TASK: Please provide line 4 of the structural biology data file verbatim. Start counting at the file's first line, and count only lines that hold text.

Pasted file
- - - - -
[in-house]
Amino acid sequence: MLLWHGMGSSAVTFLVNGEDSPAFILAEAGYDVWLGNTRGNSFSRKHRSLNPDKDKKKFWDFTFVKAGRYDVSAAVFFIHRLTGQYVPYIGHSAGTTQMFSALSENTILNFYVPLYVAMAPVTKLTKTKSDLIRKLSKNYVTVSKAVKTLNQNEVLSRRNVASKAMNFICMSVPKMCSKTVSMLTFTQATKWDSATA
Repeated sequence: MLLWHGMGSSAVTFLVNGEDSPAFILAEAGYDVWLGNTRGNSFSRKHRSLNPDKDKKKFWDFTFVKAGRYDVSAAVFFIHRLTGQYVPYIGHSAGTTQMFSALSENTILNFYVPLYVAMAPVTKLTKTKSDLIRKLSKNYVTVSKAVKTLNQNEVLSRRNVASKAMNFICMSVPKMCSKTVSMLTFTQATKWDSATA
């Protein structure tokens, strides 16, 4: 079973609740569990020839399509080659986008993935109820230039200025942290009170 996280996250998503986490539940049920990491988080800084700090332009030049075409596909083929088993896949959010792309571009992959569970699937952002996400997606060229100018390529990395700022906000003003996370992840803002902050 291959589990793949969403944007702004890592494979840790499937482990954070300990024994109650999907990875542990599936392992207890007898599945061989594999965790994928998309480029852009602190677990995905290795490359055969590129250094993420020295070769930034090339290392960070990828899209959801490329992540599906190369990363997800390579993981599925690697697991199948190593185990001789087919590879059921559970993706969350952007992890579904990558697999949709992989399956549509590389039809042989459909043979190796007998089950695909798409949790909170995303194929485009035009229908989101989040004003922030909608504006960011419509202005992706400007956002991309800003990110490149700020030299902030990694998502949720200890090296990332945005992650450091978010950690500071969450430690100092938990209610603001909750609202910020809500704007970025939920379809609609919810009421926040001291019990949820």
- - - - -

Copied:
């Protein structure tokens, strides 16, 4: 079973609740569990020839399509080659986008993935109820230039200025942290009170 996280996250998503986490539940049920990491988080800084700090332009030049075409596909083929088993896949959010792309571009992959569970699937952002996400997606060229100018390529990395700022906000003003996370992840803002902050 291959589990793949969403944007702004890592494979840790499937482990954070300990024994109650999907990875542990599936392992207890007898599945061989594999965790994928998309480029852009602190677990995905290795490359055969590129250094993420020295070769930034090339290392960070990828899209959801490329992540599906190369990363997800390579993981599925690697697991199948190593185990001789087919590879059921559970993706969350952007992890579904990558697999949709992989399956549509590389039809042989459909043979190796007998089950695909798409949790909170995303194929485009035009229908989101989040004003922030909608504006960011419509202005992706400007956002991309800003990110490149700020030299902030990694998502949720200890090296990332945005992650450091978010950690500071969450430690100092938990209610603001909750609202910020809500704007970025939920379809609609919810009421926040001291019990949820």